Unlike cars, hamburgers, and computers, clean drinking water is a requirement for human survival. In a bid to safeguard this essential resource, more and more nations are moving toward protecting ecosystems, such as forests, wetlands, and streams. In fact, according to a new report by Forest Trends’ Ecosystem Marketplace, nations spent $8.17 billion in 2011 to secure freshwater by conserving watersheds.
“80 percent of the world is now facing significant threats to water security. We are witnessing the early stages of a global response that could transform the way we value and manage the world’s watersheds,” Michael Jenkins, Forest Trends President and CEO, said, adding that natural resources investment is “the most cost-efficient and effective way to secure clean water.”
Intact forests and wetlands act as natural filtration systems, allowing rainfall to make it to populous areas with little contamination and therefore cutting the costs of bringing water to the public. Intact watersheds provide other benefits, as well, such as storm and flooding buffers, habitat for wildlife, fisheries, and carbon sequestration.
The Forest Trends report found that the number of programs has nearly doubled since 2008, from 103 to 205. For example, New York state has begun compensating farmers in the Catskills to reduce pollution into local waterways that provide drinking water to New York City. China has begun trading health benefits for land-use changes in rural communities above the city of Zhuhai. Meanwhile, beer companies in Uganda and Zambia have paid for wetlands protection in order to secure clean water.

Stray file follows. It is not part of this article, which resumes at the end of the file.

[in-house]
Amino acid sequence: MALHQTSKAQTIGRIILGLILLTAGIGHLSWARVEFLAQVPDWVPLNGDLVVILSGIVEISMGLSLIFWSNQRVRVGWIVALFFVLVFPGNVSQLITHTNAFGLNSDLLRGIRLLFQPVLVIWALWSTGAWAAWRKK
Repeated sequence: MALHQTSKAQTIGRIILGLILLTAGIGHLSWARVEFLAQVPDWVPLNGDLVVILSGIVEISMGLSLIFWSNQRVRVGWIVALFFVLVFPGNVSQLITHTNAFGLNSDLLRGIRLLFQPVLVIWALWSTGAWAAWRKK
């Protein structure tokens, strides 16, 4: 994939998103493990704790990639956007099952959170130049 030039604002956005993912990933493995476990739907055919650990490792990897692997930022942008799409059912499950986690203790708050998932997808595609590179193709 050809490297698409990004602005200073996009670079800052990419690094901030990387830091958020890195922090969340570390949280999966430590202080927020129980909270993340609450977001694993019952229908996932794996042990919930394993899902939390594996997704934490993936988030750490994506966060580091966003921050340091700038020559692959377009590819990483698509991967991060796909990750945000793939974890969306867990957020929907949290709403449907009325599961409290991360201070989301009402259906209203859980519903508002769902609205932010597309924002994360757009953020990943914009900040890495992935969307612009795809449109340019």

“The level of activity is far more intense than it was just a few years ago when we began tracking these types of investments,” Jenkins said.
Still, the report found that the private sector was lagging behind when it came to protecting watersheds. Only a quarter of the programs involved the private sector—mostly beverage companies—while the rest were undertaken by NGOs and governments.
Investment in watersheds is one strategy among the increasing use of payments for ecosystem services (or PES). PES involves the creation of financial incentives to safeguard healthy ecosystems, which provide a wide-range of so-called free services like pollination, erosion protection, pest control, and, of course, water.
Forests in Kenya worth much more intact says government report
(01/24/2013) Kenya’s forests provide greater services and wealth to the nation when they are left standing. A landmark report by The Kenyan Government and the United Nations Environment Programme (UNEP) addresses the importance of forests to the well-being of the nation, putting Kenya among a pioneering group of countries that aim to center development plans around nature-based assets.
(01/22/2013) Glaciers are melting faster than ever in the tropical Andes, warns a new study published in The Cryosphere, which puts the blame for vanishing glaciers squarely on climate change. The study — the most comprehensive to date — found that since the 1970s glacier melt in the region has been speeding up, threatening freshwater supplies in Peru and Bolivia.
(01/10/2013) Global strategist, trained educator, and international lecturer Daniel Rirdan set out to create a plan addressing the future of our planet. His book The Blueprint: Averting Global Collapse, published this year, does just that. “It has been a sixty hour a week routine,” Rirdan told mongabay.com in a recent interview. “Basically, I would wake up with the burden of the world on my shoulders and go to sleep with it. It went on like this for eighteen months.” It becomes apparent when reading The Blueprint that it was indeed a monumental undertaking.
(12/05/2012) This summer, while climate change silence reigned in the U.S. presidential race, the Stockholm International Water Institute’s conference for World Water Week focused on the global initiatives required in order to live with its effects. The report, titled “Feeding a Thirsty World,” garnered the most publicity with the assertion that agricultural water scarcity and an increasing population would force the world to reduce average meat and dairy consumption down to just 5% of all calories by 2050. At present, 20% of the average human diet is made up from animal proteins.